Civitan International
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Civitan International
Civitan International
Civitan International new logo.png
FounderCourtney Shropshire
FocusDevelopmental Disabilities
Area served
Worldwide in 42 countries
MethodCommunity service through service clubs, charitable grants
US$ 2,200,000 (2007)

Civitan International, based in Birmingham, Alabama, is an association of community service clubs founded in 1917. The organization aims "to build good citizenship by providing a volunteer organization of clubs dedicated to serving individual and community needs with an emphasis on helping people with developmental disabilities." The organization includes 40,000 members (referred to as Civitans) in almost 1,000 clubs around the world.


In 1917, a group of Birmingham, Alabama, businessmen were members of the local Rotary club. Many of the men thought that the club focused too much on increasing the business of club members, so they surrendered their club's charter. Led by Courtney Shropshire, a local doctor, they formed an independent service club named Civitan, derived from the Latin word for citizenship.[1]

The United States entered World War I just one month after the club formed. With all attention focused on the war, Civitan remained a local organization. Some of the earliest projects the club undertook supported soldiers,[2] helped European war orphans, and encouraged voter participation through the payment of poll taxes.[3]

Herbert Hoover (bottom right) holding a reception for delegates to the 12th Civitan International Convention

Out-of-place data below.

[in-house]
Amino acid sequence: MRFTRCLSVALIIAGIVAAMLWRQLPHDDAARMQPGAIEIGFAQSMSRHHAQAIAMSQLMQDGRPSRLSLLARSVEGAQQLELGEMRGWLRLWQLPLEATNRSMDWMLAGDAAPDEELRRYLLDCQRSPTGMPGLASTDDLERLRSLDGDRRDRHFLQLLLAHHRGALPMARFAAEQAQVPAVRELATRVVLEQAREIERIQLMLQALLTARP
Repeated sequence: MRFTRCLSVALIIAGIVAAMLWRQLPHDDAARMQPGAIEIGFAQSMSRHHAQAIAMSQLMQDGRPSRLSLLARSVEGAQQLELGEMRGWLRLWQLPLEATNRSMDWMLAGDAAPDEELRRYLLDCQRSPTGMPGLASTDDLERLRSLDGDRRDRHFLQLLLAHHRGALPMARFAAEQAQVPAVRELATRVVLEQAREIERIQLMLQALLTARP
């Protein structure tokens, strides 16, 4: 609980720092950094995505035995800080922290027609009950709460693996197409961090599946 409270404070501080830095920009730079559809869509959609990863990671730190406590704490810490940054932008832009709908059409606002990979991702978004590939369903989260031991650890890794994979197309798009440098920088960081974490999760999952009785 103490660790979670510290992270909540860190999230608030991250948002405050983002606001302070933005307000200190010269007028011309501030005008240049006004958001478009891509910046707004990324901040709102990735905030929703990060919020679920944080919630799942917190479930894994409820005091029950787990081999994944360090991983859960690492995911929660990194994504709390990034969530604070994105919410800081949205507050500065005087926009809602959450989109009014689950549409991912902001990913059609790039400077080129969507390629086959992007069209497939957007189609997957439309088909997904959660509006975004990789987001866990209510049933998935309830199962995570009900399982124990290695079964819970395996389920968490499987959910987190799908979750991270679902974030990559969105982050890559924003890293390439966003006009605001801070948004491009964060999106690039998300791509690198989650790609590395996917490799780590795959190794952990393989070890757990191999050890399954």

Shropshire envisioned an international organization of Civitan clubs dedicated to serving humanity. The process to incorporate was begun, and the International Association of Civitan Clubs was founded in 1920. In the years immediately following World War I, the organization saw rapid growth. By June 1922 at the second international convention, delegates from 115 clubs attended; there were more than 3,300 Civitans throughout the United States. Service clubs like Civitan were extremely popular, since they promoted the spirit of optimism which characterized much of the Roaring Twenties.

The vast multiplication of voluntary organizations for altruistic purposes are themselves proof of the ferment of spirituality, service, and mutual responsibility. These associations for advancement of public welfare, improvement, morals, charity, public opinion, health, the clubs and societies for recreation and intellectual advancement, represent something moving at a far greater depth than "joining." They represent the widespread aspiration for mutual advancement, self-expression, and neighborly helpfulness.

-- 20, 20, Herbert Hoover, 1922[4]

The club suffered sharp declines in membership and fundraising during the Great Depression. Some also questioned the necessity of service clubs after the New Deal's creation of relief programs. The organization persevered, in part due to cooperation with Rotary, Kiwanis, and Lions clubs. One of the few bright spots in the 1930s was the creation and rapid growth of the first Junior Civitan clubs.

B-25 named after the Shadyside Civitan Club